Serbs aim last blow at Muslim stronghold

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The Independent Online
ABOUT 70,000 Muslims in the eastern Bosnian town of Gorazde prepared yesterday for a final assault by Serbian forces, which have besieged the town since April when the civil war broke out in Bosnia-Herzegovina. Gorazde is the last large town holding out against the Serbs in eastern Bosnia, and United Nations efforts have failed to get food and medicine through to the trapped residents.

The Muslim-led Bosnian presidency said that three people had been killed and 16 wounded in Gorazde on Sunday as fighting raged throughout the day.

The Serbian drive to capture the town appears to have gathered pace as pressure has mounted on Western governments to intervene in the Bosnian war. Serbian commanders say that Muslim forces in Gorazde are holding up to 2,500 Serbs in a 'concentration camp', and that they are determined to take the town and free the prisoners.

The Muslims fear that Britain, France and other European governments are looking for excuses not to use military force in Bosnia. They say they are less interested in humanitarian aid - even though shortages of food, consumer goods and medicines are acute - than in receiving weapons with which they can launch a counter- offensive to win back lost territory. 'Most painful of all is that civilised Europe is ready to invent so many excuses not to do anything,' the Bosnian Foreign Minister, Haris Silajdzic, said.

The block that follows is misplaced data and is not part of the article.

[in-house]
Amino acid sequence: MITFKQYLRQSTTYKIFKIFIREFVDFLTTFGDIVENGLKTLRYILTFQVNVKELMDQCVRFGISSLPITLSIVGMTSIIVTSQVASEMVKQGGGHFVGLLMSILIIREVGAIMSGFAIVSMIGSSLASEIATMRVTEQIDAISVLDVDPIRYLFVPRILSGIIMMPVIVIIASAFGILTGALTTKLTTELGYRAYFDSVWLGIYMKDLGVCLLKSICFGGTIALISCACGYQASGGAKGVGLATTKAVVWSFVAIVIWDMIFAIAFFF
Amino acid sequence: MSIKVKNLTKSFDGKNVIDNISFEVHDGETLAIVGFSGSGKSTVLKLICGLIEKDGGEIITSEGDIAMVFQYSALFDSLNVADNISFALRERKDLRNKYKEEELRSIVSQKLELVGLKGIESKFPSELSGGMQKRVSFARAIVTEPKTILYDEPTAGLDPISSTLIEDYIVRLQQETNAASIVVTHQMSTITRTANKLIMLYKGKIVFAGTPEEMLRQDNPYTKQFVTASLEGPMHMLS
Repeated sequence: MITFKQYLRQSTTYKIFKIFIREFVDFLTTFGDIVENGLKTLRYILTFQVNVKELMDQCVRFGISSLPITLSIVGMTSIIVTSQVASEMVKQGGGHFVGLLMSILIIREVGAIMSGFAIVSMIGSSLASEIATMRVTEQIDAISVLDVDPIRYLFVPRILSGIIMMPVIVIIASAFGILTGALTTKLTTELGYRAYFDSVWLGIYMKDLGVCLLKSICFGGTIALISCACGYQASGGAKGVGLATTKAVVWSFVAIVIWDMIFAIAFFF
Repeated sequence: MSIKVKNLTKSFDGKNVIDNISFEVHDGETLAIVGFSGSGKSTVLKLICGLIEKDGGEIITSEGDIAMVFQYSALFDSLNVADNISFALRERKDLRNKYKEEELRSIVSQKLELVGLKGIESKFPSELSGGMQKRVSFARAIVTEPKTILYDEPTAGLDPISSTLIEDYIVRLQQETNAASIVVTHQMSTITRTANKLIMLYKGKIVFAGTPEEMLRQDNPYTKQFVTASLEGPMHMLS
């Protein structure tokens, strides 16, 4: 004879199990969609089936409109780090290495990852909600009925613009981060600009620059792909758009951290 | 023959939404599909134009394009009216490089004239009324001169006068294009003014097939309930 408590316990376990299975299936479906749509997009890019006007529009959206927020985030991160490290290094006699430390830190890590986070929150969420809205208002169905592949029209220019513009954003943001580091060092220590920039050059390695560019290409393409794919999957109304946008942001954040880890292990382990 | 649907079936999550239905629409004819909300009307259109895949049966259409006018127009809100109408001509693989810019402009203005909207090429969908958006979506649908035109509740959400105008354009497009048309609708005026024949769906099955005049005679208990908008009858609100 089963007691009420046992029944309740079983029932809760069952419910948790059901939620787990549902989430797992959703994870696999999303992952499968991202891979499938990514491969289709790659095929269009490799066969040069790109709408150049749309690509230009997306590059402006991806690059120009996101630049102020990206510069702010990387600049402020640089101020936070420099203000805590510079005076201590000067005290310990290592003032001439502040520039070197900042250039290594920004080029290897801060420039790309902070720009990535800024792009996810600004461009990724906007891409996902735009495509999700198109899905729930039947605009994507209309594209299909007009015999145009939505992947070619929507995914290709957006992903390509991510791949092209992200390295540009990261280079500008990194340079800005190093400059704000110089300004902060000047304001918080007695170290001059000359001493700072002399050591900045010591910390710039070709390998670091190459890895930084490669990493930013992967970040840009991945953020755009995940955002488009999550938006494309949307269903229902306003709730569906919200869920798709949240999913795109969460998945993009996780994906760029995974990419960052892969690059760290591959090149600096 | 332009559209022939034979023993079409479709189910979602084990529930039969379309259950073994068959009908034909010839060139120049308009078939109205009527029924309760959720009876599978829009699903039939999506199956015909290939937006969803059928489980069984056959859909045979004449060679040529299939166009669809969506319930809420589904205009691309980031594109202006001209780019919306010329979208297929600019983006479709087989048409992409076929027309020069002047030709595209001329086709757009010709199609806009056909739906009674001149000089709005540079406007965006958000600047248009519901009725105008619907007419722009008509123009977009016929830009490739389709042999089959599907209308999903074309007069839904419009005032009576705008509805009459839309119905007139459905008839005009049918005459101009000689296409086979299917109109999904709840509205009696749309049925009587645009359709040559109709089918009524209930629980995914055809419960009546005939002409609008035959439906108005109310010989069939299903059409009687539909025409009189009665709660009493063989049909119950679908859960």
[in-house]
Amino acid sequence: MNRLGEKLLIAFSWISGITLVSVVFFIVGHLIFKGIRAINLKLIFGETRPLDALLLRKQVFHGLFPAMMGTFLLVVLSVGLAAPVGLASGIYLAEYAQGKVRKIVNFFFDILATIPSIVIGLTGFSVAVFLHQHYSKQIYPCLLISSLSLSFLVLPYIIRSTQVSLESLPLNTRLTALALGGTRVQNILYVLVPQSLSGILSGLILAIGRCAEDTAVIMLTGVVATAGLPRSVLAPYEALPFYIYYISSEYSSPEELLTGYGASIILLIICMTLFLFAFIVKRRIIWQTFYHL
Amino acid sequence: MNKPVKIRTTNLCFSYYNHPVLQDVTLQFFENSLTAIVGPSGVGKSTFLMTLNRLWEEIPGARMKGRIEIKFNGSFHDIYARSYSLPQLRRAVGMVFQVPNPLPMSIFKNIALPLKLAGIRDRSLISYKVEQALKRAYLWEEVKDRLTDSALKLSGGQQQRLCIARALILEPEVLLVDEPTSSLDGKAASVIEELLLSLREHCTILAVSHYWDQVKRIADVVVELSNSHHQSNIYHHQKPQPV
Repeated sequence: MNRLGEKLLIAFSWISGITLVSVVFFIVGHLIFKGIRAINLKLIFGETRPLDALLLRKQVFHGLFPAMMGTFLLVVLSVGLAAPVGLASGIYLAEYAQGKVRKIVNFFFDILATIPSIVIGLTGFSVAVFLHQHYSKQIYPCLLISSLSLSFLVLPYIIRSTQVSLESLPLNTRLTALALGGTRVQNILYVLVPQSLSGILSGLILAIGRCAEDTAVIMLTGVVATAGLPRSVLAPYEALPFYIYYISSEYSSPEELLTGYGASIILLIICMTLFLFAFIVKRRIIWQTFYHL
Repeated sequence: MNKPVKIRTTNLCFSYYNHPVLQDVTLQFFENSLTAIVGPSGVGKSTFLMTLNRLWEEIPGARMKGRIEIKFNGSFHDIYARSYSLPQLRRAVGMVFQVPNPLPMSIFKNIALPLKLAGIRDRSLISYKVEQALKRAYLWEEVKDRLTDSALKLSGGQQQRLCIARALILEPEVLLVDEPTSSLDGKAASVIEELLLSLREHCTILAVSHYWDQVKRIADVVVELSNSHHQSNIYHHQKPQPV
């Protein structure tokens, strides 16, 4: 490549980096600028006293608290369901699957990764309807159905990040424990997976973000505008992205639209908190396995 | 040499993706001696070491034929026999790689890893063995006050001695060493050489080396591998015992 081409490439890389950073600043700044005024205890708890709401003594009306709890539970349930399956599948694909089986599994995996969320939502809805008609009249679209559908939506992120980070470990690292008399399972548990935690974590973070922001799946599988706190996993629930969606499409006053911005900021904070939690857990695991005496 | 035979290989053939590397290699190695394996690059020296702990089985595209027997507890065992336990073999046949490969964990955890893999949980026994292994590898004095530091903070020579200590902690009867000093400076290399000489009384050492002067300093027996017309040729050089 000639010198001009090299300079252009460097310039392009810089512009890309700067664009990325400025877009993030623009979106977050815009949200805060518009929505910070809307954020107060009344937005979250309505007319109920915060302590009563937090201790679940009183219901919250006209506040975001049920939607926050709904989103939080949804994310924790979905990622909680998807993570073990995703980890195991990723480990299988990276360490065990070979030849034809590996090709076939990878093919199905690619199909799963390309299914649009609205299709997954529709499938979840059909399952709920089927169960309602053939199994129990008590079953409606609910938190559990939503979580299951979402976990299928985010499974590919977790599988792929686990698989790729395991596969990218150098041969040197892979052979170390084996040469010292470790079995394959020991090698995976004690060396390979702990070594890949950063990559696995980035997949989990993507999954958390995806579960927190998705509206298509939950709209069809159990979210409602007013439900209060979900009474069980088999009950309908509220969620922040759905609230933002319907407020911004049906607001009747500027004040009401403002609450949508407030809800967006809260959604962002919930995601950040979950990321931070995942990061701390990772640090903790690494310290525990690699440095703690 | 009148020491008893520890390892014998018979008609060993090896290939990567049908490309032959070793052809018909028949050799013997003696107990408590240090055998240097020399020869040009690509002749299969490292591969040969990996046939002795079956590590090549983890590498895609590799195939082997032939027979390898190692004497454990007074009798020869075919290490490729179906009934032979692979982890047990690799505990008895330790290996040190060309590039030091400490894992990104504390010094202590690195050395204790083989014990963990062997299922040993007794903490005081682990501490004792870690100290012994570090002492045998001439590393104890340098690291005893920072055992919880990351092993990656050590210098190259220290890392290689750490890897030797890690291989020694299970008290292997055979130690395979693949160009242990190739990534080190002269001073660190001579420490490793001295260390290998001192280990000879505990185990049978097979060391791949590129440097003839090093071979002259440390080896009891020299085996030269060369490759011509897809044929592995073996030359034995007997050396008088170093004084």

The Serbs claim that up to 6,000 of their people have died in Muslim and Croatian camps, and another 17,000 Serbs are still being held. Both figures are contested by their enemies and are not independently verifiable. The Muslims and Croats say that the Serbs have set up 105 camps in Bosnia, Serbia and Montenegro where about 130,000 people are held. They say up to 17,000 Muslims and Croats have died in captivity. These claims also have not been independently confirmed.

However, Western reporters who have visited Serbian camps since last Saturday, say that many inmates are wearing filthy clothes and look ill-fed or even skeletal. Some Muslim prisoners, talking out of earshot of their Serbian guards, say they have been given only one meal a day, of beans and bread, and sparing amounts of drinking water despite the intense summer heat. Large numbers of civilians are being held captive, they say, despite Serbian assertions that most male prisoners are former fighters for the Muslim cause.

At the Omarska camp in northern Bosnia, where the television pictures that shocked international opinion were taken, Serbian guards say that there are three groups of prisoners. These are Muslims who were officers in the former Yugoslav army, men who were captured while fighting for the Muslim-led Bosnian government forces, and men who threw away their weapons and surrendered.

Some of the Serbian camps are now empty, partly because the Bosnian Serbian authorities began removing prisoners last week, after the world expressed outrage at conditions at the detention sites. The UN Human Rights Commission is to meet in Geneva on Thursday to consider the allegations of atrocities in the camps.

(Photograph omitted)

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